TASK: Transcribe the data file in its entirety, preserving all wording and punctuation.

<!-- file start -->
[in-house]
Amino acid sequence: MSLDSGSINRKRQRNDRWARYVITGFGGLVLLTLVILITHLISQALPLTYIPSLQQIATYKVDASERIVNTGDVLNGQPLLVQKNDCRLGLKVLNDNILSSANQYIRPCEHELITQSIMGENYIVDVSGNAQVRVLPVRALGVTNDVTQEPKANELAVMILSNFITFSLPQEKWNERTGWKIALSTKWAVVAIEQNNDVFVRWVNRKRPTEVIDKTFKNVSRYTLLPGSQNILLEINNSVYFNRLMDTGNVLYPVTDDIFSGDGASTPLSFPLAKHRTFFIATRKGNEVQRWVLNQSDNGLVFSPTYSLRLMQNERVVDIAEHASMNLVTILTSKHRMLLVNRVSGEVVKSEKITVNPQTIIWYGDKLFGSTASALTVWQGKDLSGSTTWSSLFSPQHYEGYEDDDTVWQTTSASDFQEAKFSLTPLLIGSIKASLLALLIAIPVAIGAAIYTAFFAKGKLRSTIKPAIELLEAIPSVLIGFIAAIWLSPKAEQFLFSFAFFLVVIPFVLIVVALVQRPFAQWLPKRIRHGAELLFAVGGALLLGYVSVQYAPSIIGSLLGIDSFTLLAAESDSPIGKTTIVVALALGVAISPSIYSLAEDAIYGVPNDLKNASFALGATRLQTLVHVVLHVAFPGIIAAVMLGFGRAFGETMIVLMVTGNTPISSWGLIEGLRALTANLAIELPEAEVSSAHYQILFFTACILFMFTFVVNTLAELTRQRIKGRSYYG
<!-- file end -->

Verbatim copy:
[in-house]
Amino acid sequence: MSLDSGSINRKRQRNDRWARYVITGFGGLVLLTLVILITHLISQALPLTYIPSLQQIATYKVDASERIVNTGDVLNGQPLLVQKNDCRLGLKVLNDNILSSANQYIRPCEHELITQSIMGENYIVDVSGNAQVRVLPVRALGVTNDVTQEPKANELAVMILSNFITFSLPQEKWNERTGWKIALSTKWAVVAIEQNNDVFVRWVNRKRPTEVIDKTFKNVSRYTLLPGSQNILLEINNSVYFNRLMDTGNVLYPVTDDIFSGDGASTPLSFPLAKHRTFFIATRKGNEVQRWVLNQSDNGLVFSPTYSLRLMQNERVVDIAEHASMNLVTILTSKHRMLLVNRVSGEVVKSEKITVNPQTIIWYGDKLFGSTASALTVWQGKDLSGSTTWSSLFSPQHYEGYEDDDTVWQTTSASDFQEAKFSLTPLLIGSIKASLLALLIAIPVAIGAAIYTAFFAKGKLRSTIKPAIELLEAIPSVLIGFIAAIWLSPKAEQFLFSFAFFLVVIPFVLIVVALVQRPFAQWLPKRIRHGAELLFAVGGALLLGYVSVQYAPSIIGSLLGIDSFTLLAAESDSPIGKTTIVVALALGVAISPSIYSLAEDAIYGVPNDLKNASFALGATRLQTLVHVVLHVAFPGIIAAVMLGFGRAFGETMIVLMVTGNTPISSWGLIEGLRALTANLAIELPEAEVSSAHYQILFFTACILFMFTFVVNTLAELTRQRIKGRSYYG